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Top 5 ARIA Implementation Errors

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Modern web design includes lots of rich and dynamic interactions. Websites and applications include menus, tabbed interfaces, carousels, dynamically updating content etc. To make rich and dynamic interactions accessible, websites and applications extensively use ARIA roles, states and properties. Be it ARIA landmarks, specifying accessible names for user interface controls via the aria-label attribute or use of live region attributes.

At BarrierBreak, we work with different industries, such as Insurance, Ecommerce, Edtech, Information & Communication Technology, Banking & Finance etc. When we perform accessibility testing of these web pages, we come across several incorrect implementations of ARIA attributes. Such incorrect implementations are found not only in components but also in static web page content. So, I decided to share the Top 5 ARIA Implementation Errors through this blog post.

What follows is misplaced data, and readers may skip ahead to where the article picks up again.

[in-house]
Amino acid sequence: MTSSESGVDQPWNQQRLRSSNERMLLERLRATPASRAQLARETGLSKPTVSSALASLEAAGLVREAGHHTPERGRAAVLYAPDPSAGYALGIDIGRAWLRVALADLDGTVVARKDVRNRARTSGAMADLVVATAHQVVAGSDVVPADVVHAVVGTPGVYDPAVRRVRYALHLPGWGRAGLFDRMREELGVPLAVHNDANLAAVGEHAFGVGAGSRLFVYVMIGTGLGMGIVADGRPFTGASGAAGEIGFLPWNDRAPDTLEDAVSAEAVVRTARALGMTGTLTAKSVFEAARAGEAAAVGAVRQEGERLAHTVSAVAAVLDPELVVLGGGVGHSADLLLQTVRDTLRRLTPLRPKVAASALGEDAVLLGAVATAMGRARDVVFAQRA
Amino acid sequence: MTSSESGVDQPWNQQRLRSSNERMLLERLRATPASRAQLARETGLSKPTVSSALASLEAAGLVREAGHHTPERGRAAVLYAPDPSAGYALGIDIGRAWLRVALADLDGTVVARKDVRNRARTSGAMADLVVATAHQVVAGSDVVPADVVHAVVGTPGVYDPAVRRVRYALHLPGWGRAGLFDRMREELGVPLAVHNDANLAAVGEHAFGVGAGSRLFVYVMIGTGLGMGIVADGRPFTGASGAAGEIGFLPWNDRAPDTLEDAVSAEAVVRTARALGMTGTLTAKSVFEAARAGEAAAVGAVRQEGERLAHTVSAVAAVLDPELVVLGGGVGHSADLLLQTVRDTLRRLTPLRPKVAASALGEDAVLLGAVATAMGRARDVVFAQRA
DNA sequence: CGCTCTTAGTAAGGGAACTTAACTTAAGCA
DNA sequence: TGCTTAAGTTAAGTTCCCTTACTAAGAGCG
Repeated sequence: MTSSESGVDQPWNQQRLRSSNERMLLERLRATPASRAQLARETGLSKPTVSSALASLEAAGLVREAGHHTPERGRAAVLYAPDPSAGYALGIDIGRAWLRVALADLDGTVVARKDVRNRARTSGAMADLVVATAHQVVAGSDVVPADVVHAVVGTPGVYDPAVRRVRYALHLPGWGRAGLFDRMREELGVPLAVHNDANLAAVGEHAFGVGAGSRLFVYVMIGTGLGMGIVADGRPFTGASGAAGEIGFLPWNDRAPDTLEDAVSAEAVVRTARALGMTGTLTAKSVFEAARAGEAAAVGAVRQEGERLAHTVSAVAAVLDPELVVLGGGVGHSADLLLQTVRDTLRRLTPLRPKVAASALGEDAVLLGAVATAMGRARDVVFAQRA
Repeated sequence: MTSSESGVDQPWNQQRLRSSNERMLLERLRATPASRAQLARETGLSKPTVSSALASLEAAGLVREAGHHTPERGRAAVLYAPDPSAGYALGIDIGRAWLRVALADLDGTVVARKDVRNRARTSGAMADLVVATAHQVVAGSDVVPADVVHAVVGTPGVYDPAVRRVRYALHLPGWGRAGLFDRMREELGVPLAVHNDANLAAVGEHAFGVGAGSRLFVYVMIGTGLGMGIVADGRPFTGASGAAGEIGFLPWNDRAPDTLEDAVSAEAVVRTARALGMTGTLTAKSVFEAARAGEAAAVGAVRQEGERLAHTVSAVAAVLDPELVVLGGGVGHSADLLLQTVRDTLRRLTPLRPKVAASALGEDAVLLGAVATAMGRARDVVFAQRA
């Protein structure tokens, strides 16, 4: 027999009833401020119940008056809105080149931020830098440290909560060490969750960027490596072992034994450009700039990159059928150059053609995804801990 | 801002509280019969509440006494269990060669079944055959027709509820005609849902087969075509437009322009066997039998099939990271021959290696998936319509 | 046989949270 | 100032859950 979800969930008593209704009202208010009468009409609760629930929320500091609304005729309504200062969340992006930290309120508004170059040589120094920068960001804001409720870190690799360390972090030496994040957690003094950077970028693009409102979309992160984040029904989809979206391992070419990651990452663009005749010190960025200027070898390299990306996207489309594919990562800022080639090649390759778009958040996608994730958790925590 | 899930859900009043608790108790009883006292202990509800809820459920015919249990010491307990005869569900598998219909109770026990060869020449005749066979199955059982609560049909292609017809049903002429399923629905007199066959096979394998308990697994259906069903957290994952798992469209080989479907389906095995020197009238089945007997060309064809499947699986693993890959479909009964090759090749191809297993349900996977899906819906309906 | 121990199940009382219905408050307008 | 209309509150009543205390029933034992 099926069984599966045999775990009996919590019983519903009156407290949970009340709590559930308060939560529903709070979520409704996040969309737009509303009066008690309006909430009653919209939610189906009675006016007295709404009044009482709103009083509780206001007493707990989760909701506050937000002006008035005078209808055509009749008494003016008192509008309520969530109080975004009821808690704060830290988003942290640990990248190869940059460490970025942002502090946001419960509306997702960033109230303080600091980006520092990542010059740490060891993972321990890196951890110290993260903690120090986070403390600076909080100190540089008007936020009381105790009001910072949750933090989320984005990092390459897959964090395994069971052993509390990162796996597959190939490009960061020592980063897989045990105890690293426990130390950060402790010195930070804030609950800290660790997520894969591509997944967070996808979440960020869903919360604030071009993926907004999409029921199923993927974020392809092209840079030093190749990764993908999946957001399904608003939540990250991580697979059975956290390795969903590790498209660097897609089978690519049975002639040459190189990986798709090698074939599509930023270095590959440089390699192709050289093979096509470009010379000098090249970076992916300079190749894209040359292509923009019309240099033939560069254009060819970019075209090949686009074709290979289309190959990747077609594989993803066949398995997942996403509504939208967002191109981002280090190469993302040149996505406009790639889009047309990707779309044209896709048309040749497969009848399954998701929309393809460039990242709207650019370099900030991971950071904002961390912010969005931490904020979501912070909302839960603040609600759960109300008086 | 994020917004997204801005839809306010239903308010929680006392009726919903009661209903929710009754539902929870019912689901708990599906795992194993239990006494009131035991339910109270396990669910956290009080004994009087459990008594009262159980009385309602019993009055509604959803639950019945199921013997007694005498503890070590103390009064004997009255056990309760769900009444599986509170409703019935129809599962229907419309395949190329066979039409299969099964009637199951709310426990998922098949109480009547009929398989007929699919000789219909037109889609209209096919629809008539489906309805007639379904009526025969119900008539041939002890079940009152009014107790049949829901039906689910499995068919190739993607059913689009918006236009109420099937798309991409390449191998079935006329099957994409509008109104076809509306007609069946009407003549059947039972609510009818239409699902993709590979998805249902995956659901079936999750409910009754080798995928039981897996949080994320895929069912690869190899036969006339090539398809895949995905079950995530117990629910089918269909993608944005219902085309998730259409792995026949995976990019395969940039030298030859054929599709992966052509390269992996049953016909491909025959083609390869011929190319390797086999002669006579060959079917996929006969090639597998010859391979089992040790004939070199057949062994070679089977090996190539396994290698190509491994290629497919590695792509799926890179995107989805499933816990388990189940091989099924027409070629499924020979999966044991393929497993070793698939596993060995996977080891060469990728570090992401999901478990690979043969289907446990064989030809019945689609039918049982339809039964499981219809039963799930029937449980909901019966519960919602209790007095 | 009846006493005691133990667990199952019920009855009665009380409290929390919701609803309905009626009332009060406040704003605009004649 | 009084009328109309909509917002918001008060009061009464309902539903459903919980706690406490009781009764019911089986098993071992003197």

Error 1: Inappropriate use of ARIA roles, States or Properties

Such an open-ended error statement, isn’t it? Yes, it is … But it is true. Web pages with multiple errors of inappropriately defined ARIA role, state and properties are identified while performing accessibility audits.

Some of the errors that we come across include role “button” is defined for a semantically marked up heading, aria-has popup is defined for navigation links, aria-pressed is set to “false” for a toggle button in the pressed state and so on. Sounds like easy fixes … aren’t they? Yes, most of such errors are relatively easy to fix. But wait before we talk about fixing, let’s first understand how these errors impact users with disabilities.

When a heading is identified as a button to screen reader users, they will try to activate it and at most times it won’t have any action associated with them. Moreover, important structure information about the heading will not be identified for screen reader users. Users can’t jump to the heading with their heading navigation keys either.